Only in 1770 did George find in Frederick, Lord North, a chief minister who was able to manage Parliament and willing to follow royal leadership. Although North achieved financial consolidation at home and imposed closer government control over the East India Company by the Regulating Act (1772), his 12-year ministry is remembered chiefly for his policy of coercion against the American colonists that led finally to the American Revolution. This policy of course reflected the views of the king, whose refusal to accept the loss of the colonies prolonged the war. Opposition in Parliament to what was regarded as increasing royal influence finally forced George to accept the resignation (1782) of North and the formation of ministries first by Lord Rockingham and then by the earl of Shelburne, who concluded the Treaty of Paris (1783), granting independence to the United States.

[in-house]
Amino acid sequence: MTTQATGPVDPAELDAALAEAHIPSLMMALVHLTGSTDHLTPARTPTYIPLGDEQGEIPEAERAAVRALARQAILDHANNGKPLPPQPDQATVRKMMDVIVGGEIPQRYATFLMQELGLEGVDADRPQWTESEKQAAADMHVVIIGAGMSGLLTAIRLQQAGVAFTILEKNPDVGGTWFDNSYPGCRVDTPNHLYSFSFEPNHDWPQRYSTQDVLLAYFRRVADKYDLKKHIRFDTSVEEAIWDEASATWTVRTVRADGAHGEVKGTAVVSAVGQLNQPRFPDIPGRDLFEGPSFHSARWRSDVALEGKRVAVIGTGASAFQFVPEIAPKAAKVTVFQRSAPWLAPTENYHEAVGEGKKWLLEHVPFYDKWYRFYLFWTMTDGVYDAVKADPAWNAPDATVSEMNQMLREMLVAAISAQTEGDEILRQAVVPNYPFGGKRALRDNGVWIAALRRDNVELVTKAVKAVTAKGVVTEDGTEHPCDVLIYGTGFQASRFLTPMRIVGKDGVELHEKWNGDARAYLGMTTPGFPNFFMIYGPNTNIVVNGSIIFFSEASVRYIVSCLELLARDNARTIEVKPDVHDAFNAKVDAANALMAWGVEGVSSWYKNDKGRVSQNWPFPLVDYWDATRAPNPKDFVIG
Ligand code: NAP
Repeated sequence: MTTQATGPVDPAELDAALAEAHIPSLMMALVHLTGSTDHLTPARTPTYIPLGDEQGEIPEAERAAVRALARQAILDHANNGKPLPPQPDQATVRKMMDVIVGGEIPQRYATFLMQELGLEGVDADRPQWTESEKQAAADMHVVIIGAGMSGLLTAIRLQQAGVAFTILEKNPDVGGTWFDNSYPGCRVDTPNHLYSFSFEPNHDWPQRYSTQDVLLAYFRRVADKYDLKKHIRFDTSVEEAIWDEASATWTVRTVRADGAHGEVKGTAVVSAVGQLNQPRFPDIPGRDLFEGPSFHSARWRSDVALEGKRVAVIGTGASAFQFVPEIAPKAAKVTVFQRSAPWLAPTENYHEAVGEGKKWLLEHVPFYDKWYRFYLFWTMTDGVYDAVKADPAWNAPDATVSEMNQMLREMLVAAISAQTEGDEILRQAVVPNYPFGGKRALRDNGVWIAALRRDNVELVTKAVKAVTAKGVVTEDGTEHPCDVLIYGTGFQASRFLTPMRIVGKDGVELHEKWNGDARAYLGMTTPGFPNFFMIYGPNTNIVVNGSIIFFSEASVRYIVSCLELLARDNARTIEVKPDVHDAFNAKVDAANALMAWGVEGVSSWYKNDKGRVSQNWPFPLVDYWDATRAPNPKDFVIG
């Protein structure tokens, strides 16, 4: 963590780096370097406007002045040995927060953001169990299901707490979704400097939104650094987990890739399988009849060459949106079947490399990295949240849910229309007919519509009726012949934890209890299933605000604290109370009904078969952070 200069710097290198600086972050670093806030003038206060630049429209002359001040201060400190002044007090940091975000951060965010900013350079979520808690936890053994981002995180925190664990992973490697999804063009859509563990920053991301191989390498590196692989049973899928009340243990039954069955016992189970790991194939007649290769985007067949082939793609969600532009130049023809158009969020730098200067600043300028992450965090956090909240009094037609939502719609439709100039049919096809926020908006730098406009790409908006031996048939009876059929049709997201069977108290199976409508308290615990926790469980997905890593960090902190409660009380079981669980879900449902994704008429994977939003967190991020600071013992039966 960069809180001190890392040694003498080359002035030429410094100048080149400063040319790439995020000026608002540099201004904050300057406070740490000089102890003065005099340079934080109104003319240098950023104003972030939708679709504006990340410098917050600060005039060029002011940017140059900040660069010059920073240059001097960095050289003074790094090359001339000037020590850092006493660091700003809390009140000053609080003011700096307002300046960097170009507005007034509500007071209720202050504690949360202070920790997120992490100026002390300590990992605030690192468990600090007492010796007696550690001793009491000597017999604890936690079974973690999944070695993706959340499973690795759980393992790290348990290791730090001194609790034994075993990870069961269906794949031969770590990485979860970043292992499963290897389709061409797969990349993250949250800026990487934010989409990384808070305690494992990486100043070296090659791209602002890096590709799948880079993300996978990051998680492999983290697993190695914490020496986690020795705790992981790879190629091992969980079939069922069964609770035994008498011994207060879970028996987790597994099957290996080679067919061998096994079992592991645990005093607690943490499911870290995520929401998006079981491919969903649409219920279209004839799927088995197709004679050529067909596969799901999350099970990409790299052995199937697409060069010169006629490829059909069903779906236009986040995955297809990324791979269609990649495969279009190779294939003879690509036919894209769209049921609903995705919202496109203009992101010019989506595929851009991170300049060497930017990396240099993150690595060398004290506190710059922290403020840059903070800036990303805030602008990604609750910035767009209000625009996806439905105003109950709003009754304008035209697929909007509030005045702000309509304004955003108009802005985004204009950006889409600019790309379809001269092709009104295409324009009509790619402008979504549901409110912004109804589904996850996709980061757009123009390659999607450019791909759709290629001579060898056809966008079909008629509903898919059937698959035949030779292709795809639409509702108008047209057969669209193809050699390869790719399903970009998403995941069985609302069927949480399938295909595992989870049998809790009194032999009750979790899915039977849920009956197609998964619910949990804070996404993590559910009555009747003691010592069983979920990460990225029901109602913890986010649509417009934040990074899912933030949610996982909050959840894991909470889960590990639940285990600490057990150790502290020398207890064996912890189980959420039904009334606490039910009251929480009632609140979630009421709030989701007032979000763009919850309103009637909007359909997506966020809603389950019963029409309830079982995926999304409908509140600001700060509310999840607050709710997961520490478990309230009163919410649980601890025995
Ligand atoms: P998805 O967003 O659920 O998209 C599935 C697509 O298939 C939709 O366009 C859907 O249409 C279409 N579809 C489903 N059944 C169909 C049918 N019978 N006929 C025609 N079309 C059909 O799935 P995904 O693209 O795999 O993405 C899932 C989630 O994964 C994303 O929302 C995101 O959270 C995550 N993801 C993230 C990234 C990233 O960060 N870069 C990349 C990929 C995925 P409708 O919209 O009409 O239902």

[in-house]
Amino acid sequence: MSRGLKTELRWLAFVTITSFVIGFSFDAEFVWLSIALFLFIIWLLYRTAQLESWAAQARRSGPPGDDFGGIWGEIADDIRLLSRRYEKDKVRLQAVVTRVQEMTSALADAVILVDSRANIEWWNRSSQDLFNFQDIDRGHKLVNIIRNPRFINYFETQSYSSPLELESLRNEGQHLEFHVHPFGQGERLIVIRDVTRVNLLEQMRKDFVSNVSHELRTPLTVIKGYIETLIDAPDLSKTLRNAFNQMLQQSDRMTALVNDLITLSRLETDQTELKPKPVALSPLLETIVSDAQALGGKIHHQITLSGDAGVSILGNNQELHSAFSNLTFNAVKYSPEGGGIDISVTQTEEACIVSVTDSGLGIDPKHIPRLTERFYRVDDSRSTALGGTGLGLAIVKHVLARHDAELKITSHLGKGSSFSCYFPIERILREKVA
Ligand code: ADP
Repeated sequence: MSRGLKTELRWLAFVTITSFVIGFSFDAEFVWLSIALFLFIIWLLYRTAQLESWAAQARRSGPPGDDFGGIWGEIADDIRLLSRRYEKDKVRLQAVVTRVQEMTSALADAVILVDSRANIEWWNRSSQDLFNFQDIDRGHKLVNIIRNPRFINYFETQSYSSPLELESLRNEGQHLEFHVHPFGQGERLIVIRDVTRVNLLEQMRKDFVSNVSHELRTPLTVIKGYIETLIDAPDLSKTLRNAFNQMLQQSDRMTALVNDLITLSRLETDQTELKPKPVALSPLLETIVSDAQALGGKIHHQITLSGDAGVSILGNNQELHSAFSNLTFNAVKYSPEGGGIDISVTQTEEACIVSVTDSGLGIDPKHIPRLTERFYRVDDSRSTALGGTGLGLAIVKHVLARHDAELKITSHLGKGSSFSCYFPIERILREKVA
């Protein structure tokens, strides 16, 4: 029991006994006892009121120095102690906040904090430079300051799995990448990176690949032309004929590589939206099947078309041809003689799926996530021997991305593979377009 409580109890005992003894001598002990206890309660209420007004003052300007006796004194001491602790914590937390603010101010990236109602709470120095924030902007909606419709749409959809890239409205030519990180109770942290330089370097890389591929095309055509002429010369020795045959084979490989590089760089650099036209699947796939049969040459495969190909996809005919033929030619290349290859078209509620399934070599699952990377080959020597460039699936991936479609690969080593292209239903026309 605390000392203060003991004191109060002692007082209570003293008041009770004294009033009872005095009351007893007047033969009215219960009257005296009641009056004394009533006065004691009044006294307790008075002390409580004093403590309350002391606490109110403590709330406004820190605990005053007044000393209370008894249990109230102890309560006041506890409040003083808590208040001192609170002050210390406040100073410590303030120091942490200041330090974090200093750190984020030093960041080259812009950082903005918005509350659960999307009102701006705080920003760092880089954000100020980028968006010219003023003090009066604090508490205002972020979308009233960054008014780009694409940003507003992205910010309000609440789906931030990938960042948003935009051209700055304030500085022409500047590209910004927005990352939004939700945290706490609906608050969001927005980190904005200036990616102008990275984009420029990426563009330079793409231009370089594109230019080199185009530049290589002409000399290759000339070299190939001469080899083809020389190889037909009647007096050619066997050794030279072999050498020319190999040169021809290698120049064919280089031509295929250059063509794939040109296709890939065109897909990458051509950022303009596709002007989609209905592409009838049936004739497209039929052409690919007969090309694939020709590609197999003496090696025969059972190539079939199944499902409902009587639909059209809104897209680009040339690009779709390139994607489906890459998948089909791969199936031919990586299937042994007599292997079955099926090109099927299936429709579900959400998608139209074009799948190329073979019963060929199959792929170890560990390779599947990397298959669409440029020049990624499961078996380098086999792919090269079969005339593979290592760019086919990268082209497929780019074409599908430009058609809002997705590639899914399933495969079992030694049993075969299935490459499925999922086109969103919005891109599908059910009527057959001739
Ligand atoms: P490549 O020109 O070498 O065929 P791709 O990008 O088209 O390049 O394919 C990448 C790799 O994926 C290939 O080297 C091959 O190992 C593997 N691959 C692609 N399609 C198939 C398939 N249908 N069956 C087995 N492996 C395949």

Shelburne's ministry was brought down (1783) by the surprising coalition of George's old friend Lord North and his leading Whig opponent Charles James Fox. This alliance so incensed the king that he exerted his influence in the House of Lords to secure defeat of Fox's East India Bill (1783) and thus forced the ministry out, replacing it with one formed by the younger William Pitt. Despite the furious reaction to the king's action among Whigs, Pitt won control of Parliament in the 1784 election and was to retain power until 1801 and then hold it again from 1804 to 1806.
After Pitt's appointment George retired from active participation in government, except for taking an interest in such major issues as Catholic Emancipation, which he defeated in 1801. Pitt was able to improve trade, reform the governments of Canada and India, and unite the kingdoms of Ireland and England (1800). He also managed the wars with France (see French Revolutionary Wars; Napoleon I).
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